Shadi Hamid writes:
Whether we like it or not, the Muslim Brotherhood – Egypt’s major Islamist group – is going to play a significant, perhaps crucial role in a post-Mubarak Egypt. Too often, American policy makers fall under the illusion that they can somehow have Arab democracy without having the largest opposition groups participate. A “democracy” that excludes a group with hundreds of thousands of members is unlikely to be seen as much more legitimate than the autocracy that came before it.
This brings us back to a critical question: do Islamists, in fact, want to rule Egypt? A careful consideration of the evidence suggests that mainstream Islamists display an odd ambivalence – and even aversion – to executive power. Islamist groups such as the Muslim Brotherhood very rarely run full electoral slates. In a recent article for the Journal of Democracy, I looked at the five countries where Islamist opposition groups contest elections on a regular basis – Egypt, Jordan, Kuwait, Bahrain, Morocco, and Yemen – and found that the average percentage of seats the major Islamist groups contest is a mere 36 percent.
Because they put a premium on self-preservation, Islamist groups go out of their way to avoid provoking the government or the international community. As Islamists themselves will often say, the world is not yet ready for them (they even have a phrase for this: “the American veto”).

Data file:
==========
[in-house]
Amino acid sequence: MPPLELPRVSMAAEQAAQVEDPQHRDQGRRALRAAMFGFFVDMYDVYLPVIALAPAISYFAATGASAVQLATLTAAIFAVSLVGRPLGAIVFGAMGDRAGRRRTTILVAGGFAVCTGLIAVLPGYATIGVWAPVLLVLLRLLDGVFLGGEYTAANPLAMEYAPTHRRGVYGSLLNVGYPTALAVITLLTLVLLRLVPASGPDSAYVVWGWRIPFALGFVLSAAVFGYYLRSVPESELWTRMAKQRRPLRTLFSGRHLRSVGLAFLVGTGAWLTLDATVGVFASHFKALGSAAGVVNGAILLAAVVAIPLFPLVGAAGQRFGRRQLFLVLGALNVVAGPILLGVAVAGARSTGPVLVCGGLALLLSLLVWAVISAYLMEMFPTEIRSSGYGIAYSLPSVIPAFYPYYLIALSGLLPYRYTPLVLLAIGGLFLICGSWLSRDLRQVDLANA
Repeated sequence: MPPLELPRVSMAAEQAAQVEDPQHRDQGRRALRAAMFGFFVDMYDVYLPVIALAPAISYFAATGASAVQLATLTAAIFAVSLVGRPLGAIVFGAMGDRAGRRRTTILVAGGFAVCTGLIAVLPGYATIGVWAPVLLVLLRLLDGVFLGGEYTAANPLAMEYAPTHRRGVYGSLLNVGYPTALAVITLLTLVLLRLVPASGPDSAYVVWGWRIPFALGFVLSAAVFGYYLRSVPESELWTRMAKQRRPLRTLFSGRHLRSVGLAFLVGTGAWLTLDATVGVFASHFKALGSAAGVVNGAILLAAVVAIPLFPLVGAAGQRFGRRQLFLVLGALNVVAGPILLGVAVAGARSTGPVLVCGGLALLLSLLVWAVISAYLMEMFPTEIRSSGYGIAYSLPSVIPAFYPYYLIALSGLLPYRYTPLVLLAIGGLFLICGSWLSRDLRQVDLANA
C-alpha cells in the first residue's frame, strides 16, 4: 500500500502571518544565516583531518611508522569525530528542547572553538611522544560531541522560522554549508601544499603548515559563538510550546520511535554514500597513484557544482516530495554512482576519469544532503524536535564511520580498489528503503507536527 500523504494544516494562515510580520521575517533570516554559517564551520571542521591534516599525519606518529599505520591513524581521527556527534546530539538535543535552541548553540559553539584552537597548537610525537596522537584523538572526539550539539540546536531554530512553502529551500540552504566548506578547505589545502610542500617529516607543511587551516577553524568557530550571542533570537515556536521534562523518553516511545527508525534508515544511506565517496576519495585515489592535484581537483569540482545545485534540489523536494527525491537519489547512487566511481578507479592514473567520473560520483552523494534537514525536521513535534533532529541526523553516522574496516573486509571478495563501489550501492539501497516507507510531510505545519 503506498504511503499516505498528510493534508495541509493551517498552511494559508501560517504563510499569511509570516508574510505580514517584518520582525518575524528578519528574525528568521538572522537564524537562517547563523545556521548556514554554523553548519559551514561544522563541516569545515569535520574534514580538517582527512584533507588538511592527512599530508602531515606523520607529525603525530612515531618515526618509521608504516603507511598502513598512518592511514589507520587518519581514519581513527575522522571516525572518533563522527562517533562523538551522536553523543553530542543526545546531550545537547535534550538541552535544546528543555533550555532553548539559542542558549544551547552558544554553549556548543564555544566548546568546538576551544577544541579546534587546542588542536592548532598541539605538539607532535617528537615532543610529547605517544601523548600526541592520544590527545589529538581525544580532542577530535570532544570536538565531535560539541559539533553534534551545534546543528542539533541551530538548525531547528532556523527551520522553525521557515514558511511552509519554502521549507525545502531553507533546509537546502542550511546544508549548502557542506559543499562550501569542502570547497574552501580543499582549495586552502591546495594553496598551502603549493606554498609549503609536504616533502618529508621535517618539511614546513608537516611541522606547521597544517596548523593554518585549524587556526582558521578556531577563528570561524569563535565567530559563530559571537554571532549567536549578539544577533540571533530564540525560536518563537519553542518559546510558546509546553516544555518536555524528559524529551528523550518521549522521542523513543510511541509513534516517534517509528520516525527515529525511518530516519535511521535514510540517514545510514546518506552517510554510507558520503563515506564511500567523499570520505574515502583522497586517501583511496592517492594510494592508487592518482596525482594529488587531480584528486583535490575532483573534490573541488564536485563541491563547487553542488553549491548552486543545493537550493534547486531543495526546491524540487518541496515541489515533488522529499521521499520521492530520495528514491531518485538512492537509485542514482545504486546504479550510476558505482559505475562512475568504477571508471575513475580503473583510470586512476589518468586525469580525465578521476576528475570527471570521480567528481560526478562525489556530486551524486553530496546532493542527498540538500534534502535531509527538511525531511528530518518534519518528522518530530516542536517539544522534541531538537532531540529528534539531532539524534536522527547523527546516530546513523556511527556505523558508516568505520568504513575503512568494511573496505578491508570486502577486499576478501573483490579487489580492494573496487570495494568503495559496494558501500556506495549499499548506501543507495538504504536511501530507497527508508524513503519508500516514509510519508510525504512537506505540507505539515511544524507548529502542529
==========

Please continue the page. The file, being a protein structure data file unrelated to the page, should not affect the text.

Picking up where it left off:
This is not to say that the Muslim Brotherhood won’t ever try to win an Egyptian election. It just means that it won’t anytime soon. What then does the group want in the interim? It is worth recalling that the last several years saw one of the most intense periods of anti-Islamist repression since the 1960s. The Brotherhood has had businesses closed, financial assets seized, and thousands of its members imprisoned. Its priority, then, is to slowly rebuild its battered infrastructure, boost membership, and sort out internal frictions between “reformists” and “traditionalists.” The Brotherhood is not a political party, so, presumably, it won’t act like one. For a mass movement whose lifeline is social-service provision, preaching, and educational activities, safeguarding organizational interests takes precedence.
With all of this in mind, the Brotherhood has stayed on message since the protests began, emphasizing the need for a “civil, democratic state.” A civil, democratic state is precisely what will grant it the greatest freedom of movement. On the other hand, advocating for something more “Islamic” or adopting a higher profile would threaten to derail the uprising, which benefits from the perception that it is secular. This is the sort of cautious, calculated strategy that will define the Brotherhood’s approach in the coming years.